Balance of Power: The House Seats Up for Grabs

Updated as of November 6, 2020

What is the new balance of power in the House?

House Democrats are still expected to hold their majority while losing a handful of seats to Republican challengers.

The Associated Press hasn’t yet called every House race, but projections at this time show Democrats are most likely to keep control. At least six incumbent Democrats have lost re-election bids, despite earlier projections that they could gain up to 15 seats.

Democrats took the chamber after they netted 41 seats in the 2018 midterm elections, their largest single-year pickup since the post-Watergate midterms of 1974. But some of those new Democrats were among the party’s losers Tuesday.

[The election is only the beginning. For tips on how to navigate the transition period, see our Post-Election Guide to Navigating Washington.]

What was the outlook prior to the election?

Republicans needed to get to 218 seats to win back the majority they lost in 2018. The National Republican Congressional Committee, the campaign arm of House Republicans, in early 2019 identified dozens of Democratic-held districts to target. They included 30 Democrats who were elected or re-elected in 2018 in districts that voted for President Donald Trump in 2016. All but one – Dave Loebsack of Iowa – sought re-election. Most were first-term members who defeated or succeeded Republicans in the 2018 election. Republicans won some of these “Trump Democrat” districts but needed to unseat most to win back control of the House.

The Democratic Congressional Campaign Committee, the campaign arm of House Democrats, identified more than 40 “Frontline Democrats” it expected to have very competitive re-election campaigns. Many of these members represented suburban districts that have diversified their populations in recent years. In most of these districts, Democrats were running for re-election for the first time. The Frontline Democrats amassed large campaign funds.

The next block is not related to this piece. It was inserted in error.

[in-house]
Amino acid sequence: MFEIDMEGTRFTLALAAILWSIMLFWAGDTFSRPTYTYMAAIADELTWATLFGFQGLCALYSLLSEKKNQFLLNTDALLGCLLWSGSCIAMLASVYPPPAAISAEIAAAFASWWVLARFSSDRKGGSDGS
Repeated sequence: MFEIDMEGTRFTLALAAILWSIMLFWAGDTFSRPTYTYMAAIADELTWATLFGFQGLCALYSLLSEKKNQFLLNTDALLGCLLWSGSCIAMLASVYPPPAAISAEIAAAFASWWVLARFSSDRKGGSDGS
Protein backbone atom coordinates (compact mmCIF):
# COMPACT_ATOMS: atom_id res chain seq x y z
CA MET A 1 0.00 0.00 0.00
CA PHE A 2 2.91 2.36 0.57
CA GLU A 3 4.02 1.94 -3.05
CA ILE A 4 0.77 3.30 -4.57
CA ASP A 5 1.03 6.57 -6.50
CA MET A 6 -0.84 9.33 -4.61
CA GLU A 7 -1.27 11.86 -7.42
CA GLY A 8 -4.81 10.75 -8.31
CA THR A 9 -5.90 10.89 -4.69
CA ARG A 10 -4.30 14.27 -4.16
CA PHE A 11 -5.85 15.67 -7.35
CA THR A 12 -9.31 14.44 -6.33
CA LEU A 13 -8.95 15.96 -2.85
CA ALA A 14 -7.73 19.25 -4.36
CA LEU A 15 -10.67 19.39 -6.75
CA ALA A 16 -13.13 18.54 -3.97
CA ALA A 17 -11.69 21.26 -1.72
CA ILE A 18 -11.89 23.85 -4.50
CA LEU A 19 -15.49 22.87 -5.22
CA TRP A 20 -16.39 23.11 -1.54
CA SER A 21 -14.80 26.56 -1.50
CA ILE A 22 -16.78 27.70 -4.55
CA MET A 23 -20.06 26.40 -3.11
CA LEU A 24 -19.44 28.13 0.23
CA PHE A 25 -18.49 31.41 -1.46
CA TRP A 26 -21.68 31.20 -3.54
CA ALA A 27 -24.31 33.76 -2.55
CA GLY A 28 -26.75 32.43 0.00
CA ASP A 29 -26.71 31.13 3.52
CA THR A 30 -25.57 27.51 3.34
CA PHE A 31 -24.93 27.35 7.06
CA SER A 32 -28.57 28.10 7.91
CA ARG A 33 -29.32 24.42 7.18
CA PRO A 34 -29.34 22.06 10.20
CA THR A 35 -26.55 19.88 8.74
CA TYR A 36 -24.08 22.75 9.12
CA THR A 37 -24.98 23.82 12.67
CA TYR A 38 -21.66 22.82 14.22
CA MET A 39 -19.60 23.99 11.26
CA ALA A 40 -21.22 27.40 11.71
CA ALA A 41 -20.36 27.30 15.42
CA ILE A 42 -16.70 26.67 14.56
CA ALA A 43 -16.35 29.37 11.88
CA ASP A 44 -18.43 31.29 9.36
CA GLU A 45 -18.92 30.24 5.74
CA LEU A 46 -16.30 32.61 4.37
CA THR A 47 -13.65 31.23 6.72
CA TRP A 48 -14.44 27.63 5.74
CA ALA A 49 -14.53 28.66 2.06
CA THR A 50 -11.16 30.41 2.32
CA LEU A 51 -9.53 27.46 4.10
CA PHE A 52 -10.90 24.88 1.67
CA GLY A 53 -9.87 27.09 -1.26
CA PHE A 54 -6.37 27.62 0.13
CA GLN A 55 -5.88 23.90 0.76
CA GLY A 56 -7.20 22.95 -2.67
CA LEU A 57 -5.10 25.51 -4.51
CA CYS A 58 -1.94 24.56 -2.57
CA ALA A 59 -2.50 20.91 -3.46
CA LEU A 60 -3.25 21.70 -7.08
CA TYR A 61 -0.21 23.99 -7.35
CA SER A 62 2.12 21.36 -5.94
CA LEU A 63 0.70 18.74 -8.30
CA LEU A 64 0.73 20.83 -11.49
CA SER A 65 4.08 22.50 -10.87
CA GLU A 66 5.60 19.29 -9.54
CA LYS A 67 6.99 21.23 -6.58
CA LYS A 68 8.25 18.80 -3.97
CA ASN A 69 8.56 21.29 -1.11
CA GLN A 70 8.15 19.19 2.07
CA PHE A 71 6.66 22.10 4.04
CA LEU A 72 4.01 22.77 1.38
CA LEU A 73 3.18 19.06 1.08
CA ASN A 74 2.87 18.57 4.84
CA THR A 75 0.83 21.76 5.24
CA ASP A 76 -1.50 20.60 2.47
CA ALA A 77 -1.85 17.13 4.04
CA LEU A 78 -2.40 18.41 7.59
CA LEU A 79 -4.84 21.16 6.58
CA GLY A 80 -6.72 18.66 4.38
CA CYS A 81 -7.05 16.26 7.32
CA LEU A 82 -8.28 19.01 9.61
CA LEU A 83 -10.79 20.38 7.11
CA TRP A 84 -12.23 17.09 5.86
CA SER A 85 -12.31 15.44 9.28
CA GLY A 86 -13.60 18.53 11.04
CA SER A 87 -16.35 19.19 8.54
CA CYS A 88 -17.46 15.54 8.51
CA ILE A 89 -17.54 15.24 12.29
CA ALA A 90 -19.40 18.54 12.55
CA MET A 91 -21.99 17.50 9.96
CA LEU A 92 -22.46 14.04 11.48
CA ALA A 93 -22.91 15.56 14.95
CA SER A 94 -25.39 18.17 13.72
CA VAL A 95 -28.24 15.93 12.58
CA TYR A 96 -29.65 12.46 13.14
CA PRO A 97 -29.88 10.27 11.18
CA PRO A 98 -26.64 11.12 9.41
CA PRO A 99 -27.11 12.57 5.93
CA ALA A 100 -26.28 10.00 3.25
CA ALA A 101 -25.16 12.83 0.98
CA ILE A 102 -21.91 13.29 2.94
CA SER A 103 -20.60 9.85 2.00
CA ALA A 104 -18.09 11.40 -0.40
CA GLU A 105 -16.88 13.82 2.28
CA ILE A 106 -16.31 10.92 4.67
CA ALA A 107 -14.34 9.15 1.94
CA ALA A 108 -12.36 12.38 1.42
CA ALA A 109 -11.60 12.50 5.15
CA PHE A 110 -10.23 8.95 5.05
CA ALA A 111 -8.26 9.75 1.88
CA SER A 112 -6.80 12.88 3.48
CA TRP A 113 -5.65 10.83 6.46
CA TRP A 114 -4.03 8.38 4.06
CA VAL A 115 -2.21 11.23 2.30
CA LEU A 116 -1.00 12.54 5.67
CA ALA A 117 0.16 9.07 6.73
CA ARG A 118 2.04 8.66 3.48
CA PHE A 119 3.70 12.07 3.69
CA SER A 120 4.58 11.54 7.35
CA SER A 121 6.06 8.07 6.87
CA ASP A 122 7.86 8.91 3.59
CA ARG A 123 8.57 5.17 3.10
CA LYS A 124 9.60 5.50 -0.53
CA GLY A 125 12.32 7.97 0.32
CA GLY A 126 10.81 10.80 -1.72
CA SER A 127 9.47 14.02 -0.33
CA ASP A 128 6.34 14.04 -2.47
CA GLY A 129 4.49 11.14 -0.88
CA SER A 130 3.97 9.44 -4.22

[For more race for 2020 resources, explore our election page here.]

Democrats also identified more than three dozen Republican-held districts they intended to target, including seven in Texas.

A top takeover opportunity for Democrats was Texas’ 23rd District, a border district stretching from San Antonio to El Paso and held by Republican Will Hurd, who’s retiring. Texas’ 23rd was one of just three districts that, along with New York’s 24th District and Pennsylvania’s 1st District, voted for Democrat Hillary Clinton in 2016 and for a House Republican in 2018. Democrats fell short, however, and Republican Tony Gonzales claimed victory after a tight race.

Democrats also made a play for the suburban Texas districts of retiring Republican Reps. Pete Olson of the 22nd District and Kenny Marchant of the 24th District. They lost the 22nd District, but the 24th is currently too close to call, with Republican Beth Van Duyne leading.

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